In partnership with our friends at Miami Cocktail Company
Road trips, beach days, picnics, and camping all have one crucial ingredient that can make or break the experience: the cooler (and its contents).
How to pack coolant
We’ve all been there: It’s time to top up your cooler for the first time since last summer and you realize it’s been stowed away in some super hot garage or attic, and, surprise, surprise, it struggles to keep anything cool. You can avoid this by simply bringing the coolant inside the night before, so the ambient temperature in your home can lower the coolant temperature, making it easier for it to stay cooler for longer. If you can stick it somewhere particularly cool in your house, like the basement, that’s even better. Likewise, keep everything in the cooler in the fridge until the last minute. Filling the coolant itself should be the last thing you do before you hop in the car and go.
The key to keeping your cooler is not to open it too often. This can be hard to avoid if you have all the goods in one giant cooler. Consider dividing and storing drinks and food separately. Use a heavy-duty cooler for food and something like this bag from Business and Pleasure for Beverage. This way you can access all the canned cocktails and sparkling water you need without raising the temperature of the food.
We love the combination of ice sources—heavy-duty lines for the radiator base, and loose ice filling in the interstitial spaces. Put the items you need to keep the ice packs cool. From there it looks more like a game of Tetris. Wire cooling racks—the ones we use after baking cookies—can help give you flat layers for efficient packaging. Having a lot of air gaps in the cooler will speed up the thawing (the ice will cool that extra air rather than insulating itself) so fill those extra gaps with more ice, not more food. The ideal ratio of ice to food in the cooler is two to one.
It’s tempting to drain water from the melted snow in the cooler – and if you’re on a longer, multi-day camping trip, this is the thing to do. But if you’re on a day or overnight trip, don’t: This water is almost as cold as ice and will do a good job of keeping things cool. Cold water will also do a good job of isolating the remaining ice, making it cooler than if it was exposed to air.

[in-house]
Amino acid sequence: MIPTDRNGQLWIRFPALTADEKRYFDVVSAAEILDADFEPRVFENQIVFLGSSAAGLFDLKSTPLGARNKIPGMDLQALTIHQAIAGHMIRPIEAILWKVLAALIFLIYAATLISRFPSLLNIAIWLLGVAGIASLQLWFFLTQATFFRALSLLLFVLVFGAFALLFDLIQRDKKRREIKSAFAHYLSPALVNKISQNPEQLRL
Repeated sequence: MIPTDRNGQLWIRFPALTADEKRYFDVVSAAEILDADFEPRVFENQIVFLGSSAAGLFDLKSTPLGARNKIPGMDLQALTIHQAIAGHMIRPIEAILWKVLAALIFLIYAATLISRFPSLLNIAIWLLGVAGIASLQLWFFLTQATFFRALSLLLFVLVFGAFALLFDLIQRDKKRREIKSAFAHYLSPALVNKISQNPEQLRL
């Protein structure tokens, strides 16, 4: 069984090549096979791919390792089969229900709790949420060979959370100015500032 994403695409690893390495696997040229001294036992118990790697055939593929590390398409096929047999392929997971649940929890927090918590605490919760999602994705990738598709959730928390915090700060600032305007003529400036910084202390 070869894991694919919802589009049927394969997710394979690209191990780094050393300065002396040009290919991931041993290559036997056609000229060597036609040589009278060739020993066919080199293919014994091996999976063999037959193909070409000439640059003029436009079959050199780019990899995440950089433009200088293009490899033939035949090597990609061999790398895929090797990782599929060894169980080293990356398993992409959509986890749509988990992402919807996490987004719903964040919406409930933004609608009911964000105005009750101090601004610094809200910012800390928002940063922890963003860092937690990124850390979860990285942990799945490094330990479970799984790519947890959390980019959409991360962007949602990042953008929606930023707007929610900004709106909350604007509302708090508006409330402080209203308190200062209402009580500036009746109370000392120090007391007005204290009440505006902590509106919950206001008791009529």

Currently in our cooler
Well, technically, popcorn and crackers shouldn’t go inside the cooler, but they go perfectly with everything else on this list.
Portable margins are a summery feel. No need to mess around with shakers and citrus juicers and inevitably get all the surfaces around – just a delicious cocktail that’s ready when you want it. Our pick from the Miami Cocktail Company—it’s as clean and crunchy as you’d want a margarita to be, but the larger flower and ginger are exciting new additions. There is a bit of orange juice to sweeten it rather than the added sugars, which eliminates the acidity and nicely echoes the citrusy flavors of the main lemon.
In our opinion, the more aggressive the bubbles, the better. Topo Chiko won this category in a landslide.
Our favorite solar-powered snack. You’ll likely devour the majority of the bag on the way to your destination, so hed your bets and bring two.
Hot weather means we live on refreshing, crunchy fruits and vegetables like jicama, cucumber, watermelon, cantaloupe, and mango — all of which taste better with this Mexican blend of chili, lemon, and salt. Chop your produce and shower on the tagine when you reach your destination. These little bottles are convenient and adorable.
Thin, crisp and spiced just enough to enjoy on its own but not so much that it tops what it’s paired with. We are currently loving the flavor of the caramelized onion.
An instant pickle is mandatory. Fresh grillo, crunchy, vinaigrette, garlic dip – basically everything we wanted.
The name on this aquarium might raise some eyebrows. And the temperature of these things requires a warning. We’ve always loved the original flavors and flavors of chipotle, but we recently tried Heat and it’s no joke (we’re talking ghost pepper and habanero). There’s something strangely refreshing about eating spicy food when it’s hot.
Deli-style salads (and something sweet)
Even though you have a cooler, it’s still a smart idea to pack foods that do well at room temperature. We take a tasty salad approach and steer clear of ingredients that tend to suffer if they stay too long, so we avoid dairy-based dressings, opt for firm greens instead of fluffy lettuce, use greens instead of mayonnaise, and keep them mostly vegan. These recipes will be in heavy rotation all summer long.
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